In some respects that’s exacerbated at Norwich because of policy choices Schneider has made and has no intention of reversing.

“We have about 16 students for every faculty member,” he says, “and our largest class is probably about 22 students. This is not a state higher-education institution which will put 200 students in a big lecture hall.”

Furthermore, Norwich employs predominantly tenured or tenure-track faculty. Adjunct instructors come cheaper, but Norwich is essentially a community — a learning community; sustaining that atmosphere requires that teachers be present and participatory. Schneider caps adjunct faculty at 20 percent.

Then there are other demands on a school intent on staying competitive and, indeed, excelling, in the 21st century. Schneider attended the U.S. Coast Guard Academy in New London, Connecticut, graduating in 1968. “I covered my entire technology budget myself,” he recalls. “I think it was $28. I bought a K&E slide rule.”

By contrast, he says, “The budget at Norwich is over $8.5 million for technology. Every student is issued an iPad. We have tech-enabled classrooms so faculty members can throw you any kind of visual. We just finished constructing Mack Hall — $25 million for one academic building, of which about $5 million was for technology.”

Yet, he points out, Norwich students come solidly from middle America. Wealthy families seldom send their youngsters to military, or military-infused, colleges. Of the 2,400-student enrollment, about 1,600 are in the Corps of Cadets, and 800 on the civilian side.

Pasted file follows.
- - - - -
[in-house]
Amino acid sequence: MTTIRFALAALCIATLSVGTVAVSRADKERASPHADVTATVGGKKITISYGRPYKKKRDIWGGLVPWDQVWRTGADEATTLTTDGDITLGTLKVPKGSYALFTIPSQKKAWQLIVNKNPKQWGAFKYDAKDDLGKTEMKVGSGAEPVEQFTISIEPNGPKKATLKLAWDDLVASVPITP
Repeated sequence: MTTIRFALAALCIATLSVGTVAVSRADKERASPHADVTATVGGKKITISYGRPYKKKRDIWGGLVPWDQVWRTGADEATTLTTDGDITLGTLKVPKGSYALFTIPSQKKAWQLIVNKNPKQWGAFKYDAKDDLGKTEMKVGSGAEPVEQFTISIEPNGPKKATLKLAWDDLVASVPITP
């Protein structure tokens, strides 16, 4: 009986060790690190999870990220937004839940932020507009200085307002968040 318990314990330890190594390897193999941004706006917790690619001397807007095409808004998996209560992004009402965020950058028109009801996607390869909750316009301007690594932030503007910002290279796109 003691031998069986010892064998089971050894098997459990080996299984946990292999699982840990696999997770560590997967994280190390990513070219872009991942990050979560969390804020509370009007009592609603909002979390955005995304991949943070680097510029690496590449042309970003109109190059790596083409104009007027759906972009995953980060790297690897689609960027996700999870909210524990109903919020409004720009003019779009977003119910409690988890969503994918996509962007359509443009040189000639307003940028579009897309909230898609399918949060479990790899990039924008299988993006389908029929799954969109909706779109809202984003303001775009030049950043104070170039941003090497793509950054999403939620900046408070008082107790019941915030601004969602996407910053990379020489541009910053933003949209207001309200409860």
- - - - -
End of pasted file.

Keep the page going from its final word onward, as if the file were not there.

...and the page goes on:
The presence of cadets in this 200-year-old institution, however, which proudly proclaims itself the birthplace of the Reserve Officers’ Training Corps (ROTC), does provide a financial advantage. The federal government pays the tuition (not housing or expenses) for students in the Corps of Cadets who are on a commissioning track, which is about 400 cadets.

Another way to look at it is that they are among the 99 percent of Norwich students who receive some kind of financial aid. For some it’s from the university itself, so Schneider and his board are forever seeking ways to generate revenue. (A Schneider maxim: “Vision without resources is hallucination!”) Forward-looking programs like NUARI, and the university’s emerging leadership in preparing for circumstances created by climate change, are among these efforts.

Another is what Schneider calls “study away, study abroad.”

“I want multi-cultural awareness for these students,” he says. “But I also want the beds.” By instituting Norwich programs at rented sites in Europe, in Denver, and in Washington, D.C., the school can collect additional tuition without adding dorms and dining halls in Northfield.